Academic journal article African Studies Review

Africa in International Politics: External Involvement on the Continent

Academic journal article African Studies Review

Africa in International Politics: External Involvement on the Continent

Article excerpt

lan Taylor and Paul Williams, eds. Africa in International Politics: External Involvement on the Continent. New York: Routledge, 2004. xi + 225 pp. Index. $105.00. Cloth. $36.95. Paper.

The editors of this useful volume begin from the premise that, despite chatter to the contrary, "Africa is not marginalized from world politics and external actors continue to play a highly visible role in the continent" (18). They have assembled a set of well-informed essays about the African policies of the major powers and certain international organizations. Rounding up the usual suspects (the permanent members of the security Council plus Japan and-less usually-Canada), the authors analyze the concrete interests that these states pursue in Africa. Several contributors perceive a constructivist phenomenon according to which African policy provides not only a means for pursuing classic national interests but also a "means through which national and institutional self-images are developed and defined" (18). Rather than constructing empires, states now construct reputations in Africa.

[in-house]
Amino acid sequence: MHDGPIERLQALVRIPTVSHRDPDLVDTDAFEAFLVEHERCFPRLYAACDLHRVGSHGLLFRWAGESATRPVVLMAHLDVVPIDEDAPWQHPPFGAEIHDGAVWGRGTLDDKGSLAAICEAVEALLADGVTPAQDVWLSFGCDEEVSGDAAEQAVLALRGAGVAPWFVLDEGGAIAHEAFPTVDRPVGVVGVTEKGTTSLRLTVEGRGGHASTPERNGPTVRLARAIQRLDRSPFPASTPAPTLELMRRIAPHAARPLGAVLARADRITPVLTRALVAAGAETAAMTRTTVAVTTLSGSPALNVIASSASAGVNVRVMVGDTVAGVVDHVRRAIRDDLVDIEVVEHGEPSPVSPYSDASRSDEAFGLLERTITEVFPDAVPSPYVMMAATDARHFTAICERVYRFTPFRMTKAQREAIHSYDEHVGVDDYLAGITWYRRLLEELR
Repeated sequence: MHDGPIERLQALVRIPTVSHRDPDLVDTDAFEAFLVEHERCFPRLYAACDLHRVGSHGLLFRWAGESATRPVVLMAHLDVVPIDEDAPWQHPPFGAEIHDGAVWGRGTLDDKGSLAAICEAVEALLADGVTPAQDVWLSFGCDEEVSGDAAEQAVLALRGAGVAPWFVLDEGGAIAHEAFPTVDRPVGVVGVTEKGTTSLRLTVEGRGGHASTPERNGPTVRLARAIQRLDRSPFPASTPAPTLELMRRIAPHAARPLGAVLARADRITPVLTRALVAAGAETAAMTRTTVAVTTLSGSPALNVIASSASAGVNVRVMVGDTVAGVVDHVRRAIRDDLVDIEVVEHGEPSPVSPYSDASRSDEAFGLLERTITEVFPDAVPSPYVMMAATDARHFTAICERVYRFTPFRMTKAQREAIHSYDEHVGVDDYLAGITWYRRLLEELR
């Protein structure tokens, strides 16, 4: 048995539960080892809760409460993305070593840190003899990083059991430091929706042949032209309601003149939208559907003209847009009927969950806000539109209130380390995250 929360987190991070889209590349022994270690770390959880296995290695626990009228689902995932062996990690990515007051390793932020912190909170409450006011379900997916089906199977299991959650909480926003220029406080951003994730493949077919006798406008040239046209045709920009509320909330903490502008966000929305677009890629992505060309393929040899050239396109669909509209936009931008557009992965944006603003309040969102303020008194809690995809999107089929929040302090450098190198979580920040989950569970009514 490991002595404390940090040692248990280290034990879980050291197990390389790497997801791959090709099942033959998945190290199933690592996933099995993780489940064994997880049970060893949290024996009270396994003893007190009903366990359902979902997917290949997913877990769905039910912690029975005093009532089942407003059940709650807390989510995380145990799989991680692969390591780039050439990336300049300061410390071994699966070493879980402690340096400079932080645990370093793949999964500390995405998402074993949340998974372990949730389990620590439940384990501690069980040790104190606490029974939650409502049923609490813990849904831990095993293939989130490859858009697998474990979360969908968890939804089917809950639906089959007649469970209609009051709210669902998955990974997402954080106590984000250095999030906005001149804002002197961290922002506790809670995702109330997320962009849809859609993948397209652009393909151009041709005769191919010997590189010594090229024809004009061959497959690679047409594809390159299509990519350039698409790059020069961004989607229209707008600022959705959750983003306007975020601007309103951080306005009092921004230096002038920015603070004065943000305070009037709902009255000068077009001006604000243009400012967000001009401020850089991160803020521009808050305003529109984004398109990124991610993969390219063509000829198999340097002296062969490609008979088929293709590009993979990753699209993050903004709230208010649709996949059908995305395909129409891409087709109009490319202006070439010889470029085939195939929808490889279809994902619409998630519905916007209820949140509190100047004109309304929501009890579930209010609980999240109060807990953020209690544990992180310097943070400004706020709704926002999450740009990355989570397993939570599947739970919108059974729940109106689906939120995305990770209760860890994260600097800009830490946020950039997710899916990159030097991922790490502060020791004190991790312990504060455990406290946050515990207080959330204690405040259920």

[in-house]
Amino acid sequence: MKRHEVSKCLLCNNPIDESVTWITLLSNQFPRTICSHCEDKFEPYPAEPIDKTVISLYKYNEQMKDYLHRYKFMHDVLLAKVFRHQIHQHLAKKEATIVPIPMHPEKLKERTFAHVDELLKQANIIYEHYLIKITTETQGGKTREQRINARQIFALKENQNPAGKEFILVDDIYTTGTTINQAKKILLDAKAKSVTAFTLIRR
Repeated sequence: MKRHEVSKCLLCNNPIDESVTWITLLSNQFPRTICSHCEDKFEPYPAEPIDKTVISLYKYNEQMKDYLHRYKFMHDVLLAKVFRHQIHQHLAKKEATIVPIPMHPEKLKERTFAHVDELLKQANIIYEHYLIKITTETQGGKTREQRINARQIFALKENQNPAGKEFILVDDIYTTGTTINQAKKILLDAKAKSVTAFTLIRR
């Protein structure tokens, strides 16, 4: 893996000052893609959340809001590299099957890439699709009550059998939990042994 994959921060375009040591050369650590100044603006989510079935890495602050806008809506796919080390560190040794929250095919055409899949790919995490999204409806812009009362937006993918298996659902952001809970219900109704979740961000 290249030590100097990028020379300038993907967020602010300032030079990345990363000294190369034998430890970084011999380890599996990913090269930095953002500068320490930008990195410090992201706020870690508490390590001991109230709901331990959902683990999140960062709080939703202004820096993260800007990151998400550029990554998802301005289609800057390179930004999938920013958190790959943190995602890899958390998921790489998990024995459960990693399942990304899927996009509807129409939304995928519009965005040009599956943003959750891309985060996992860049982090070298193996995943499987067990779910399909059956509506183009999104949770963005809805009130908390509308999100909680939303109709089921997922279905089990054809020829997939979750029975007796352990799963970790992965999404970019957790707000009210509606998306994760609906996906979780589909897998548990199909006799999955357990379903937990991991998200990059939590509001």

This type of argument has long been a familiar one insofar as France is concerned. Despite some cosmetic changes in French policy during the years of Lionel Jospin's premiership, Daniela Kroslak sees longer term continuity in this dimension of French policy. While Jospin sought to change France's image as the "gendarme d'Afrique" (79), the notorious networks are still in place, and President Jacques Chirac reasserted the familiar French role via interventions in Côte d'Ivoire in 2002 and the eastern Congo (under U.N. mandate) in 2003. Kroslak finds that the longstanding notion that France cannot be France without Africa is alive and well. Reviewing American policy in the post-Cold War environment, James Hentz perceives some evolution from its primarily realist orientation during the Cold War toward what he calls a "meliorist" approach during the 1990s that emphasizes humanitarianism and democratization. He seems doubtful, however, that the trend will survive the current administration's focus on the war on terrorism. …

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